Whether you are a human or a bat, navigating to a destination requires a complex set of calculations and interactions among brain cells. Weizmann Institute of Science researchers working with bats have now revealed the network of cells that encode the direction of one’s destination.
Among other things, their findings may help explain how memory loss and “getting lost” tend to go together in Alzheimer’s patients.
The Nobel Prize in Physiology or Medicine was awarded in 2014 for the discovery of place cells and grid cells – neurons in a part of the brain called the hippocampal formation that tell us where we are in relation to our surroundings. When we are on the move, these cells chart our starting point, but the way in which our brains direct us to a specific destination has remained unsolved.
Prof. Nachum Ulanovsky and research student Ayelet Sarel of the Weizmann Institute’s neurobiology department, working together with their colleagues Drs. Arseny Finkelstein and Liora Las, devised a simple experiment with bats to answer this question. The findings of their research recently appeared in the journal Science.
The experiment took place in a special room in which the Egyptian fruit bats that Ulanovsky works with are free to fly about. Tiny tracking devices attached to the bats enabled the researchers to track their flight paths, on the one hand, and record the activities of the neurons in the area of the hippocampus that deals with navigation, on the other. The bats’ destination: a stand with the fruit they prefer.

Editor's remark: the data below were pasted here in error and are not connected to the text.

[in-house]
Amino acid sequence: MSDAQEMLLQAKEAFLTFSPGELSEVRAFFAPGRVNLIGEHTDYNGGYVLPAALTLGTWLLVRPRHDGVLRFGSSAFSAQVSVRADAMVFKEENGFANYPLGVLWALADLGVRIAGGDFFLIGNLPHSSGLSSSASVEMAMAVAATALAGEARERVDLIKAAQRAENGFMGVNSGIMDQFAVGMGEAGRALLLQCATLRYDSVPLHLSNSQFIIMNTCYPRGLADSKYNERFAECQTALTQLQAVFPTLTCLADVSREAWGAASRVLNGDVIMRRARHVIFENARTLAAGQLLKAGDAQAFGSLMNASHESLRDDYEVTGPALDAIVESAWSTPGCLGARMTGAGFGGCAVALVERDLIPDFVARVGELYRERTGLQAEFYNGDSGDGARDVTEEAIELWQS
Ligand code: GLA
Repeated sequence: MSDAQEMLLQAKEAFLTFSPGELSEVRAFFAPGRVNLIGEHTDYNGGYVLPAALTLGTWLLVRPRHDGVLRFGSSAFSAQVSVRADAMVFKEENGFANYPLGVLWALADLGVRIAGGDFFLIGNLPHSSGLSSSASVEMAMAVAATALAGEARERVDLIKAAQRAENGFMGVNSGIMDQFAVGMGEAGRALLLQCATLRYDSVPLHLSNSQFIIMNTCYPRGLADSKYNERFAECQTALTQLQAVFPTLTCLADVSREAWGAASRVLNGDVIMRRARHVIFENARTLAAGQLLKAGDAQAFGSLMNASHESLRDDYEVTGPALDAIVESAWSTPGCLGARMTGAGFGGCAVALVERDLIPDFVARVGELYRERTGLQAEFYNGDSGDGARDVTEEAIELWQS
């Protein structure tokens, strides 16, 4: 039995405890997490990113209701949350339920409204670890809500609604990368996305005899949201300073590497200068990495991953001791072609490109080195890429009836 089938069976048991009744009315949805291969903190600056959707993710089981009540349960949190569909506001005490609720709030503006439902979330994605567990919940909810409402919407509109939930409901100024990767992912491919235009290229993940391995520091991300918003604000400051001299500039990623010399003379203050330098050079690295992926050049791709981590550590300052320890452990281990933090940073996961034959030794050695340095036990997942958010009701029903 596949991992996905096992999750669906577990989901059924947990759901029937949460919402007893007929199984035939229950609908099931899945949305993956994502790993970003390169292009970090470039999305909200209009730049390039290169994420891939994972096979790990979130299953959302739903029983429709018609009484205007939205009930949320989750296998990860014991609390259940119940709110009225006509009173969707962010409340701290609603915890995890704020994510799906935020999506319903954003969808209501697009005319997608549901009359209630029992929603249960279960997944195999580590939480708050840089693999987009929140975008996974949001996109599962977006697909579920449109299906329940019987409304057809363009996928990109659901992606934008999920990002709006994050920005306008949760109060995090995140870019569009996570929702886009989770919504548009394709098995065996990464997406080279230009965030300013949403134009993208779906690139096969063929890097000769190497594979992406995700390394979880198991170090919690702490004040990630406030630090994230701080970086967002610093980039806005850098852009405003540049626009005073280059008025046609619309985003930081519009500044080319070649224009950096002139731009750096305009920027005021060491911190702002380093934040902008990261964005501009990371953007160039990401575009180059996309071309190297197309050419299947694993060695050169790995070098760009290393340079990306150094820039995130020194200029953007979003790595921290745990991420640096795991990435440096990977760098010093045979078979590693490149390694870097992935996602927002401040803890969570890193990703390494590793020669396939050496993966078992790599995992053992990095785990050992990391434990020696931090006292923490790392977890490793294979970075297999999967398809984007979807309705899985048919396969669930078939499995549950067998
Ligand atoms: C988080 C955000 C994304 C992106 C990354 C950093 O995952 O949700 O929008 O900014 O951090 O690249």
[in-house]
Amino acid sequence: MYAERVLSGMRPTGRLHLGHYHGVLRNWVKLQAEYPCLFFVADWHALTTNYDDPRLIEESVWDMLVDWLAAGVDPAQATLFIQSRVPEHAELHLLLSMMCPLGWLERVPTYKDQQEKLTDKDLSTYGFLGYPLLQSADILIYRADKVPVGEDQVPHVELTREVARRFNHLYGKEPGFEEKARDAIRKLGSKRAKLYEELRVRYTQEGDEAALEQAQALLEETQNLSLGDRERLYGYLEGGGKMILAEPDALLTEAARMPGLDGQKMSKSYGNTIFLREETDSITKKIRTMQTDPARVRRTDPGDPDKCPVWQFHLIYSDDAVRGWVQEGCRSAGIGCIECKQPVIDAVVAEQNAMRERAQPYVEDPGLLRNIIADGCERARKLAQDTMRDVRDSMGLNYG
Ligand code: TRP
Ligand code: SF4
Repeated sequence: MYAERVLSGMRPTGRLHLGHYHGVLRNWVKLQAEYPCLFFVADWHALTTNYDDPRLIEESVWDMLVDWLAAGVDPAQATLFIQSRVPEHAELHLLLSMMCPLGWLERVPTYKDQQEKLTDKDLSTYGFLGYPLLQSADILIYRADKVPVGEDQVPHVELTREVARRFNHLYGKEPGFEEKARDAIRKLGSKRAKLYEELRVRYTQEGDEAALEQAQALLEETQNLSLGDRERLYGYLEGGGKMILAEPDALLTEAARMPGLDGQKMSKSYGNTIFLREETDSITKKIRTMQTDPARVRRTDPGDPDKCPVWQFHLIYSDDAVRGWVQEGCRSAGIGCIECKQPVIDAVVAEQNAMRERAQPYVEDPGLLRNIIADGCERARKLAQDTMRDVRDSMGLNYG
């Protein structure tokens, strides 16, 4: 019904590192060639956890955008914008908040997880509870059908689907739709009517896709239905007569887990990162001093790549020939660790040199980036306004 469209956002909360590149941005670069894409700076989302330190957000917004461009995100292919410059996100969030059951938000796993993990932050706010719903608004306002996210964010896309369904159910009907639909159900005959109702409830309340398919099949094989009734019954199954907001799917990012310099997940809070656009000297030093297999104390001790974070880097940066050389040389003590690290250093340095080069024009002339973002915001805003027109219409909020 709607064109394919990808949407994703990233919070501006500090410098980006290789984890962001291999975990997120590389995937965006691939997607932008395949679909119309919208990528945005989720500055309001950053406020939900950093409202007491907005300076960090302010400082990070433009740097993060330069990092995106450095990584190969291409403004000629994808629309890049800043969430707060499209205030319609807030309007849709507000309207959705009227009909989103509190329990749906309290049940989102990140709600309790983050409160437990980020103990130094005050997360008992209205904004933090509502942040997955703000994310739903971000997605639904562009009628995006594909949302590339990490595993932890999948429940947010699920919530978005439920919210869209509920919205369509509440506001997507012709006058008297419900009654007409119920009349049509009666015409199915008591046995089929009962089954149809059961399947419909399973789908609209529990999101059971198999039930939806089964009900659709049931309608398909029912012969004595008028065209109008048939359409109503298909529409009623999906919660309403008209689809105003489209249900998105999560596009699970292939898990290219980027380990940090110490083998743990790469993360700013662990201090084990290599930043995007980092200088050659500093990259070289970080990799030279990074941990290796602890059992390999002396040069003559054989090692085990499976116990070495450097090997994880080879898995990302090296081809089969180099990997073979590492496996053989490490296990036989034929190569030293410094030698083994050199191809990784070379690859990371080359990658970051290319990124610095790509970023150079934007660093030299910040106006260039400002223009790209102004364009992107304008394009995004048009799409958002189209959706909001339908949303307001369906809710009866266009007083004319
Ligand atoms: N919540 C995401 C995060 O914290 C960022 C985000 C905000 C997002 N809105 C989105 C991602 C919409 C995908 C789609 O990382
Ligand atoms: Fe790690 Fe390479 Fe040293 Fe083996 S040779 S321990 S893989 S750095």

Around one-third of the neurons in a bat’s hippocampus represented the animal’s current position in the flight room. But in addition, some 19% of the cells were engaged in encoding the destination – the beckoning fruit stand. To further understand how this encoding works, Ulanovsky and Sarel then hid the fruit stand behind a screen. The bats’ neurons continued to aim toward the stand – “through the wall” – even though it was hidden from sight. In other words, say the researchers, the direction in which we need to travel to get to our destination is represented in the brain based primarily on our memory, and not, for example, on our sense of vision That is why we can find the coffee shop hidden behind tall buildings and the bat can find its favorite fruit tree, even when it is beyond a range of hills. It may also explain how injury to the hippocampus, as well as Alzheimer’s disease, often contribute to getting lost on the way to navigational destinations.
The scientists additionally identified a group of nerve cells that calculate and encode the distance to a bat’s destination, while some of the cells, they found, encode both direction and distance.
“This is a bit like the navigation systems in our cars that give distance and travel time, in addition to directions. The brain has found a simpler way, encoding these in a sort of vector, or ‘arrow’ pointing the way,” said Ulanovsky.